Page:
Boy George explained in The Billboard Book of #1 Hits
by Fred Bronson, "The song is about the terrible fear of alienation that people have, the fear of standing up for one thing. It's about trying to suck up to everybody. Basically, if you aren't true, if you don't act like you feel, then you get Karma-justice, that's nature's way of paying you back."
Phil Pickett, the former keyboardist of the '70s UK band Sailor, helped write this song. He contributed keyboards and backing vocals to Culture Club and did some songwriting with the group.
Songwriting in Culture Club was mostly a group effort, with Boy George writing the lyrics. Many of his words were inspired by his relationship with the group's drummer, Jon Moss, with whom he had an affair during the height of the group's fame. George admitted that their first single "Do You Really Want To Hurt Me?
" was about Moss, and their difficult lover-professional relationship was the inspiration for the line, "You're my lover, not my rival" in "Karma Chameleon." The relationship was hidden to the public and Jon never admitted it during the '80s, so in a way Boy George was communicating with him through their songs.
This was Culture Club's biggest hit in the UK, where 1,405,000 copies were sold, making it the biggest-selling single of 1983. It also won the 1984 Brit Award for Best Single.
Boy George was a very colorful character, and a fixture on MTV in the early '80s before American artists began regularly making videos. The video for "Karma Chameleon" was directed by Peter Sinclair and shot on a steamboat. It's a period piece, set in Mississippi, 1870, although it was actually filmed on the River Thames in England. George is an anachronism in the video, with fingerless gloves and multicolored hair that would not have appeared in Mississippi at that time.
Judd Lander played the harmonica on this track, which is up front in the mix. Lander, who also played harp on "Church of the Poison Mind," joined the group on many of their performances. Lander, a Liverpool, England native, studied the instrument under Sonny Boy Williamson and became a top session player in London.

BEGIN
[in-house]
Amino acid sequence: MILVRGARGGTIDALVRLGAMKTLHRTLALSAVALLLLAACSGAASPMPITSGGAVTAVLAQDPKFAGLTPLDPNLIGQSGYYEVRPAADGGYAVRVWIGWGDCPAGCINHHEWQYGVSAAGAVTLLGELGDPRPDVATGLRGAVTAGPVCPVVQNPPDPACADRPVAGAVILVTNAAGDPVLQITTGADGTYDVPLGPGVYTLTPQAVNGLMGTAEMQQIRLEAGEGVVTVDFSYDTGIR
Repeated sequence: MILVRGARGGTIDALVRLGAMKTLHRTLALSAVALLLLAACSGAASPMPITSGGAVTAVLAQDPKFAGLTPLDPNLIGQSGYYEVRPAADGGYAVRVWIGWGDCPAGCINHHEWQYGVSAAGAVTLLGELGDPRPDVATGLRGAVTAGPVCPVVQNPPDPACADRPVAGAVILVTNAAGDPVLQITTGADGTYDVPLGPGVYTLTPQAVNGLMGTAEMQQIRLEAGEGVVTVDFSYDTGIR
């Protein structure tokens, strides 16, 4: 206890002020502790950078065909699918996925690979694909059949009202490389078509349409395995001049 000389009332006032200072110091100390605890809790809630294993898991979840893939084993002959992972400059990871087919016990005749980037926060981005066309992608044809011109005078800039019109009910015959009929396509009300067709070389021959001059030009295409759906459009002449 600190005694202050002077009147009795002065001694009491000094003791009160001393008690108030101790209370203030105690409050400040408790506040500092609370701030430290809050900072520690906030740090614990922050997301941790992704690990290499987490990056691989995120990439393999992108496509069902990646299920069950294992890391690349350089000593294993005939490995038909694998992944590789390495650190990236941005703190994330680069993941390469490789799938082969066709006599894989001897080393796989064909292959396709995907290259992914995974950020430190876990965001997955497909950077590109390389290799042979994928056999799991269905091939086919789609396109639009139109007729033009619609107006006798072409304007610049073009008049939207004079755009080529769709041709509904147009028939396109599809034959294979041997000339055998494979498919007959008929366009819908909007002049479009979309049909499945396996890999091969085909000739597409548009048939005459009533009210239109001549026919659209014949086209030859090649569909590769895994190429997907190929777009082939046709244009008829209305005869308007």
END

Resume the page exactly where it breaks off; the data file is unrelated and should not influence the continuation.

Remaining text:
Culture Club were sued for plagiarism in this song by the writers of "Handy Man," a 1960 hit for Jimmy Jones. Boy George admitted, "I might have heard it once, but it was certainly not something I sat down and copied. We gave them ten pence and an apple."
The video is one of the few in which the band appears but doesn't play any instruments. The only instrument to show up is a harmonica, which is played by a black man on the river. The real harmonica player, Judd Lander, is white, but directors seem enamored with the image of black players - Lander's part was also mimed by a black actor in the Robbie Nevil video for "Wot's It To Ya?
In Canada this topped their charts for seven weeks and was the first single by a group to sell a million copies.
Culture Club performed this song in the 1986 episode of The A-Team, "Cowboy George." In the episode, a series of misadventures leads to the band playing a country bar to a bunch of cowboys. They win over the crowd, along with the A-Team (played by George Peppard, Mr. T, Dirk Benedict and Dwight Schultz), who bob along to the tune.
This song has been used in a number of movies and TV series. Among them:
Electric Dreams (1984)
The Chain (1984)
Romy and Michele's High School Reunion (1997)
Rock Star (2001)
In America (2002)
Scary Movie 4 (2006)
Brooklyn Rules (2007)
Madea's Witness Protection (2012)
The Call (2013)
Sex Tape (2014)
The Bad Batch (2016)
3rd Rock from the Sun ("Frankie Goes to Rutherford" - 2000)
The King of Queens ("Bun Dummy" - 2002)
Cold Case ("Greed" - 2004)
Dexter ("Blinded by the Light" - 2009)
The Office ("Here Comes Treble" - 2012)
Life in Pieces (Pilot - 2015)